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This question already has an answer here:

My teacher said that I can't do that when I'm declaring an array:

int flag_x =0 , flag_y = 0 , x=2, y=2, principal[x][y];

He said I need to user define to use static array , like that:

#define x 2
#define y 2

int flag_x =0 , flag_y = 0 , principal[x][y];

Is that right?

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marked as duplicate by alk c May 28 '14 at 6:22

This question has been asked before and already has an answer. If those answers do not fully address your question, please ask a new question.

    
Yes, your instructor is right unless the compiler is not supporting VLA. – Mahesh May 27 '14 at 21:06
    
It depends whether this is at file scope, or inside a function – M.M May 27 '14 at 21:51
up vote 0 down vote accepted

It depends.

Variable length arrays have been around since C99. But you can't have a global variable length array (which seems to be the case on your example) - these are only supported in function scope. So, in that sense, your instructor is right, but he could have gone a little bit further and explain that C99 allows you to do that inside a function.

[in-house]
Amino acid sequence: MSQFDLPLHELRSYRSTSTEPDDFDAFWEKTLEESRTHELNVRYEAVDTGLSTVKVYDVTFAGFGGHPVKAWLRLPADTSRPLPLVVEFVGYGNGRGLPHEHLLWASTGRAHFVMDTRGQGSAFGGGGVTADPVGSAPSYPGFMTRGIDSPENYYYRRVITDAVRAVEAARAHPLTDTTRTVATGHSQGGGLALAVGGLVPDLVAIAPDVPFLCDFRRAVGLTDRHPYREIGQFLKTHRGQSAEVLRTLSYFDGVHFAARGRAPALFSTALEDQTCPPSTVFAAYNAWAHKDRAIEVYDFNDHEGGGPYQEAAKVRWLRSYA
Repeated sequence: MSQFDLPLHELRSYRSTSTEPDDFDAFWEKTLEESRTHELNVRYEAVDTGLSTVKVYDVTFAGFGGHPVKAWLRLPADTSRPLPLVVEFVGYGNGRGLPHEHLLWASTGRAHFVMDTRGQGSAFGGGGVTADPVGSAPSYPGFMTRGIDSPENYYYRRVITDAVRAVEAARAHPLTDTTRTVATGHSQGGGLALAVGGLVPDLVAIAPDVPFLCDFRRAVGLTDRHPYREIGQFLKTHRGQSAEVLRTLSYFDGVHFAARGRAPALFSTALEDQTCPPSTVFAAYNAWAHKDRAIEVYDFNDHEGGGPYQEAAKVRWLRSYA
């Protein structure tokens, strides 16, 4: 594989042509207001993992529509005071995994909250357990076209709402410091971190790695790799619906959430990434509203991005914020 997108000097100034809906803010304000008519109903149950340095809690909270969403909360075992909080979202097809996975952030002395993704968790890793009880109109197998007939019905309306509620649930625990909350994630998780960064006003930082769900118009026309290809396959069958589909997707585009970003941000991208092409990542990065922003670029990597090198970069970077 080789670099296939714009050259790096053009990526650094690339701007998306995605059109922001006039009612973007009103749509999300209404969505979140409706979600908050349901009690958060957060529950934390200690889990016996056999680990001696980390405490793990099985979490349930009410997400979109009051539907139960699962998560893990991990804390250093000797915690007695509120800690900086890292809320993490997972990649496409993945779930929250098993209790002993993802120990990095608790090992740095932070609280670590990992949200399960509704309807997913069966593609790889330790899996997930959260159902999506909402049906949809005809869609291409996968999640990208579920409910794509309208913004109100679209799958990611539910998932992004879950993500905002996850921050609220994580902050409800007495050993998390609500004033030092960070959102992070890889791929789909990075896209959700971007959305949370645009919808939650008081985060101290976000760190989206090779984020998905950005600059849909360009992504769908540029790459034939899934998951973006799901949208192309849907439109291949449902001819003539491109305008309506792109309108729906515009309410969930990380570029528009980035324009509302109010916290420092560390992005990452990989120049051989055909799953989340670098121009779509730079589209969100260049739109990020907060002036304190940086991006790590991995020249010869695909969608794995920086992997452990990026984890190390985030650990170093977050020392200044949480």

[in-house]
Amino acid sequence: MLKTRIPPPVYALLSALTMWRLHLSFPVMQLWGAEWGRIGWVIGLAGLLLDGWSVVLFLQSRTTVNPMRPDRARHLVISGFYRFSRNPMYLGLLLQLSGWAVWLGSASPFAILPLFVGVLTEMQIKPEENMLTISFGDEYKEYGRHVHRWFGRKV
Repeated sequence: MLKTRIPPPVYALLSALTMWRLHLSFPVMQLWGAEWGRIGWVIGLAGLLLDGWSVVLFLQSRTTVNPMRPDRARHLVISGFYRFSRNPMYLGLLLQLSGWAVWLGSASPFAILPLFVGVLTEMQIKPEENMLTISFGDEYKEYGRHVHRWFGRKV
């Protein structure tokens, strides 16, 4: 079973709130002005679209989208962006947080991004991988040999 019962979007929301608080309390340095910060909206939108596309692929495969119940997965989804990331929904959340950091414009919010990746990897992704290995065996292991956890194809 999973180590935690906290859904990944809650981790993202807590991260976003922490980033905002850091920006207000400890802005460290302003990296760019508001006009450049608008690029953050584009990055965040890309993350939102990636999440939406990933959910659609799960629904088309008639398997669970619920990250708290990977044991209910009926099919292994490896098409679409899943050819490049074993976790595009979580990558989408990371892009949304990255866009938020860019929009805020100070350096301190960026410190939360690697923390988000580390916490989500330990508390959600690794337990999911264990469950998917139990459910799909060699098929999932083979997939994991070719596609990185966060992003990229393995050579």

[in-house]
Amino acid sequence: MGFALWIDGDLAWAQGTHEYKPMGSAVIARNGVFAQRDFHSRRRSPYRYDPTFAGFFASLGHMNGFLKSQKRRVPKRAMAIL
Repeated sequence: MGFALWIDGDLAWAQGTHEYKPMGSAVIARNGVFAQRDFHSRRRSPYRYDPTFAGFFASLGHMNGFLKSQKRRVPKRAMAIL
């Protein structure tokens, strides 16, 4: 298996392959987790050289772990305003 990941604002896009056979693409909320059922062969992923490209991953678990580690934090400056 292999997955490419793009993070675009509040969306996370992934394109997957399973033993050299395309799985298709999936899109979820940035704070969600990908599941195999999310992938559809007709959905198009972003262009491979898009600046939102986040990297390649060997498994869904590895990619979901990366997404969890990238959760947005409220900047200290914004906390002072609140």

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He is right. The number of elements in an array declaration with static storage duration (e.g., declared at file scope) has to be an integer constant expression.

If the array has automatic storage duration, the number of element doesn't have to be an integer constant expression:

void foo(void)
{
    int x=2, y=2, principal[x][y];  // valid
}
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